Researchers concluded in a 2019 study published in the Autism in Adulthood journal that a combination of VR-augmented exposure therapy and CBT “may be an effective treatment for autistic adults with phobias.”

Raising Awareness & Exploring Neurodiversity

Virtual reality is increasingly being used to share personal experiences of living with autism, as well as to build a simulation where an autistic person may practice social skills or control anxiety. This serves to promote awareness of the disease as well as to investigate the variety of autistic living that activists want to highlight.

A VR game named Beholder is an example of a Blue Room invention. Matt Clark, who has a 15-year-old son with severe autism, created it. Matt designed Beholder in order to better comprehend his nonverbal son’s perspective on the world. He told Forbes that he didn’t want to concentrate on the unpleasant parts of autism, but rather on “some of the intriguing features of neurodivergent vision.”

In 2016, a creative firm created an immersive experience for the National Autistic Society of the United Kingdom, depicting the consequences of isolation and overstimulation that an autistic kid could encounter in a shopping mall.

The BBC’s corporate neurodiversity program used flashing lights, shimmering patterns, and an audio track with heartbeats and anxious breathing to better educate neurotypical individuals about what autistic loved ones and coworkers face on a daily basis. The project’s director, who co-created it with an autistic colleague, revealed that family members of autistic persons reported feeling, for the first time, what their autistic relatives felt. “Everything brings it to life,” the director stated, emphasizing how much more genuine and emotional the process has become.

This kind of encounter leads to a better understanding of autistic people, which helps to eliminate the stigma surrounding the illness. When neurotypical persons have a better understanding of autism, they are more inclined to form connections with autistic people.

Purpose & Direction

A research professor at the University of Southern California who pioneered the use of virtual reality technology in psychiatry told Science magazine that the perceptual experience provided by VR has never been available before.

Virtual reality simulations may help autistic youngsters feel more secure in strange situations, according to researchers. The University of the West of England in Bristol gave 11 autistic youngsters a virtual reality tour of a local scientific museum a few days before they visited the institution. According to the study team’s leader, the pupils felt “less apprehensive, less agitated, and better prepared for that place.” The pupils felt more “purpose and direction” in where they wanted to go and what they wanted to accomplish during the tour of the actual museum, according to the professors.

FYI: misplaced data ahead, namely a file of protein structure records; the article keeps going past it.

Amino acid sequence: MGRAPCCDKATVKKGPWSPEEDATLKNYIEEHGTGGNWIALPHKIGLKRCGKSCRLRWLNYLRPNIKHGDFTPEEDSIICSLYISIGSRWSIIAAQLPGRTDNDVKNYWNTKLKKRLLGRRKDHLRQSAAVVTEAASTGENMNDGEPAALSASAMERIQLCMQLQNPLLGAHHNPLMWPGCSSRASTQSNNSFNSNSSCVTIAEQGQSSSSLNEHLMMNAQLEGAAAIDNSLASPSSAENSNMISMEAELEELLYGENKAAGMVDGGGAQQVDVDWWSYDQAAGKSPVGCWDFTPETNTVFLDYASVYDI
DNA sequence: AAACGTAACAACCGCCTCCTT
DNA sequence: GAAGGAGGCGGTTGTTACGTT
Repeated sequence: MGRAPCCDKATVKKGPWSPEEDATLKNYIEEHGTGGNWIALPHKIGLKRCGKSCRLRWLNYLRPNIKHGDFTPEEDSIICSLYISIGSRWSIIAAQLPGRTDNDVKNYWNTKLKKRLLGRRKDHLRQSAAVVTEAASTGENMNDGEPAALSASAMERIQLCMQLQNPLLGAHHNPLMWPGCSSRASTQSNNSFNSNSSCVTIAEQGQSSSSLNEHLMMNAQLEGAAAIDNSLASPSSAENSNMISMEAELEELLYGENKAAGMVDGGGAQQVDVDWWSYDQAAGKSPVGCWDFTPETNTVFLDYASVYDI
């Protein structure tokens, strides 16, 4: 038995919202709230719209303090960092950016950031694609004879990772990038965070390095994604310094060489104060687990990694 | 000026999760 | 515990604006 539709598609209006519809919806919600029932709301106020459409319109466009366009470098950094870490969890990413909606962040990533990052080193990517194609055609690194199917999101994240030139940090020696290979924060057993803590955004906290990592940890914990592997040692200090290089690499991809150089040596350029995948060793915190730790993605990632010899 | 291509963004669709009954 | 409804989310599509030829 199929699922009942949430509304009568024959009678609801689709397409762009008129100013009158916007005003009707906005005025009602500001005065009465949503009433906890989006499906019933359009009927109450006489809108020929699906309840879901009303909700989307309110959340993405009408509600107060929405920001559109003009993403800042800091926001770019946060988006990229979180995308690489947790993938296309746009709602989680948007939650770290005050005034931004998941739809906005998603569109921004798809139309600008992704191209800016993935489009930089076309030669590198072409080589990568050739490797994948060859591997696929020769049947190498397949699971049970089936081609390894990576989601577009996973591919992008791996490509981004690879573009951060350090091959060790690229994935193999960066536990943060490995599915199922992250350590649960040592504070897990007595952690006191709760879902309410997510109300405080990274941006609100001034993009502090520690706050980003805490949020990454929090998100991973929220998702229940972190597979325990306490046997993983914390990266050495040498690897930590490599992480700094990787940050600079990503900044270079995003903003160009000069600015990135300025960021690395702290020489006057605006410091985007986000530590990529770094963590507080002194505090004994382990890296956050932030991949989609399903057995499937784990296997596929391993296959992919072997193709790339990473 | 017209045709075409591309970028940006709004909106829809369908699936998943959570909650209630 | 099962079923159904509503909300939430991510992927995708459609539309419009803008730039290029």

Social Isolation & Neurotypical Normativity

Because existing VR technology cannot (yet) capture and depict the social isolation that persons with autism feel, the future of autism and virtual reality is fraught with debate. Furthermore, although many neurotypical people have reacted favorably and properly to what they have learnt through this technology, there is danger that others would react with pity and disdain toward autistic persons.

Some members of the autism advocacy community have expressed doubts about whether a simulation can truly capture all of the nuances of the autistic experience. The most serious criticism is that these simulations are primarily designed to appeal to neurotypical people rather than advocating for autistic people on their own terms.

Virtual Reality Challenges in the Future

Because current forms of virtual reality mostly depend on noninteractive activities, the future of autism and virtual reality will likely focus on how the technology can represent the intricacies and dynamics of social interactions.

Another future problem will be determining whether or not virtual reality can be employed as a true therapy or research tool for autism. The sample sizes in all of the study done so far have been relatively tiny, and there have been no control groups. While early indications are promising, there is no guarantee that the VR tests will pass clinical muster for widespread deployment.